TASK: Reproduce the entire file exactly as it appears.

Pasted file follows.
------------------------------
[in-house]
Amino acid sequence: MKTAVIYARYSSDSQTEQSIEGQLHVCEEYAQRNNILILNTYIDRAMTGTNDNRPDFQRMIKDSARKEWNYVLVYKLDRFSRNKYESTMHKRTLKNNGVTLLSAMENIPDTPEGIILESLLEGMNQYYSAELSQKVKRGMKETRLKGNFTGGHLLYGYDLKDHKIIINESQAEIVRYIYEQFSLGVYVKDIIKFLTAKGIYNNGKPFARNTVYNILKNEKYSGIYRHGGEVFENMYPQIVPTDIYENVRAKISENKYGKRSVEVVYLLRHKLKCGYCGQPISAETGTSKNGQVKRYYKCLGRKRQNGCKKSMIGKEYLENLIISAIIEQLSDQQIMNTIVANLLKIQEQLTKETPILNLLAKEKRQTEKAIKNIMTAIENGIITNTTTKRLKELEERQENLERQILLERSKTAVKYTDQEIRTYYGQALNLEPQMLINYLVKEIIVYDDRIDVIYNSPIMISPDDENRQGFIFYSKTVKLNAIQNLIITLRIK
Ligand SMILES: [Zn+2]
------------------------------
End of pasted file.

[in-house]
Amino acid sequence: MKTAVIYARYSSDSQTEQSIEGQLHVCEEYAQRNNILILNTYIDRAMTGTNDNRPDFQRMIKDSARKEWNYVLVYKLDRFSRNKYESTMHKRTLKNNGVTLLSAMENIPDTPEGIILESLLEGMNQYYSAELSQKVKRGMKETRLKGNFTGGHLLYGYDLKDHKIIINESQAEIVRYIYEQFSLGVYVKDIIKFLTAKGIYNNGKPFARNTVYNILKNEKYSGIYRHGGEVFENMYPQIVPTDIYENVRAKISENKYGKRSVEVVYLLRHKLKCGYCGQPISAETGTSKNGQVKRYYKCLGRKRQNGCKKSMIGKEYLENLIISAIIEQLSDQQIMNTIVANLLKIQEQLTKETPILNLLAKEKRQTEKAIKNIMTAIENGIITNTTTKRLKELEERQENLERQILLERSKTAVKYTDQEIRTYYGQALNLEPQMLINYLVKEIIVYDDRIDVIYNSPIMISPDDENRQGFIFYSKTVKLNAIQNLIITLRIK
Ligand SMILES: [Zn+2]